How to Differentiate Characters through POV
Learning to describe only what a character would pay attention to is an important and fascinating way to differentiate voice, talent and character expression.
If your fantasy character is a warrior, then he/she probably won’t know the names of all the herbs and foods used in the tavern.
If the character has culinary or medicinal interests, then paying attention to those details will make more sense, and reveal more about the character.
Or if your character is royalty, then he/she will probably not pay much attention to what is ‘normal’ to them. If they have no clue about the different kinds of trees, then don’t have detailed descriptions of shrub and fir enter their minds – unless something happens that forces them to think more deeply about it.
An historian or an artist will pay attention to details about a scene that relate to them, and not think about it the way a cook or a builder would.
You can expect a builder to notice the hairline cracks near a door, and get a sense that this load-bearing wall is failing. A herbalist probably won’t see a clue like that, or if they do, not understand the import.
The builder probably won’t pay close attention to the smells coming from the kitchen, other than that it smells good. The herbalist, or assistant chef, will be able to tell that thyme is sauteing in garlic, and there’s a squab on the grill.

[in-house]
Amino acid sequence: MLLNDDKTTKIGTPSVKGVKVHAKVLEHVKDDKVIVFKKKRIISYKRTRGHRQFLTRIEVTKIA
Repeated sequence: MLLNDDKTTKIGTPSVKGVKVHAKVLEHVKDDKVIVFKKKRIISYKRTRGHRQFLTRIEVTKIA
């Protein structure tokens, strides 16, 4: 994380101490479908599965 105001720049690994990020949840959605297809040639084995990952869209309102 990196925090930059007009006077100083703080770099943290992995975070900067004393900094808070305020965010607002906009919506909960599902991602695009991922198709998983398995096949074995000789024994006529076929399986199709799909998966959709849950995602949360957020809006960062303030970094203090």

The warrior would ignore the names of the trees and think nothing about the tale behind the granite ruins, and focus on how best to use the crumbled walls.
The historian would pay closer attention to the style of the carving, the way the rocks were cut, and how different it is to similar work from the same era, perhaps guessing who abandoned this forest-bound fort.
Don’t mention it.
When characters start noticing elements beyond their normal comfort zone, you need to make sure the reader understands why these details are being brought into focus. And as a story teller, you’re starting to use more elements of writing at the service of your story and character presentation.
So in short; if they won’t pay attention to it, don’t mention it.
If your world never had a moon, and no one has ever known about it, then don’t ever bring it up. Try to describe what the world is like, and how people would act, if there was no moon. Let the reader fill in the gaps – and probably feel clever that they figured something out without being told.
In knowing your character, you should be able to know how they will look at a scene, what they will pay attention to and what they will ignore. You will then be able to unlock one of the coolest aspects of character perception; differing memories or descriptions of an event depending on the character.
Keeping in the character’s head and staying close to what is important to them and what they would pay attention to is a prime way to be using the character’s voice, pull into focus the difference between your characters, and make description better serve your character.